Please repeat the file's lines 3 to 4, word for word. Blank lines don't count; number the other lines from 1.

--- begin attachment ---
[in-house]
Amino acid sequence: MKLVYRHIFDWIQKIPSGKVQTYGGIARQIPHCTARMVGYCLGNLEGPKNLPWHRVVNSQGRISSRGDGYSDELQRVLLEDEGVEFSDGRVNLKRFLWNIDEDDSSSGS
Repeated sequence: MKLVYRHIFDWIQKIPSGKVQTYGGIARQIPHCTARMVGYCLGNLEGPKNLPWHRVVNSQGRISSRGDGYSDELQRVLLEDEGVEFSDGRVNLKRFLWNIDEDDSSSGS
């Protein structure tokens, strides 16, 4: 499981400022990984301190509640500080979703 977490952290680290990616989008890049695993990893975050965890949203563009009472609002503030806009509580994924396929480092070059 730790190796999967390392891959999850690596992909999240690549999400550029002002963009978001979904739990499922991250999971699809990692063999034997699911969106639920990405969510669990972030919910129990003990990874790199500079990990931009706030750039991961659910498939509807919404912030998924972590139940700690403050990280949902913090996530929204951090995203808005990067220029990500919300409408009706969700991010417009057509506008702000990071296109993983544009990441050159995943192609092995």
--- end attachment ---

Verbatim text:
Repeated sequence: MKLVYRHIFDWIQKIPSGKVQTYGGIARQIPHCTARMVGYCLGNLEGPKNLPWHRVVNSQGRISSRGDGYSDELQRVLLEDEGVEFSDGRVNLKRFLWNIDEDDSSSGS
């Protein structure tokens, strides 16, 4: 499981400022990984301190509640500080979703 977490952290680290990616989008890049695993990893975050965890949203563009009472609002503030806009509580994924396929480092070059 730790190796999967390392891959999850690596992909999240690549999400550029002002963009978001979904739990499922991250999971699809990692063999034997699911969106639920990405969510669990972030919910129990003990990874790199500079990990931009706030750039991961659910498939509807919404912030998924972590139940700690403050990280949902913090996530929204951090995203808005990067220029990500919300409408009706969700991010417009057509506008702000990071296109993983544009990441050159995943192609092995």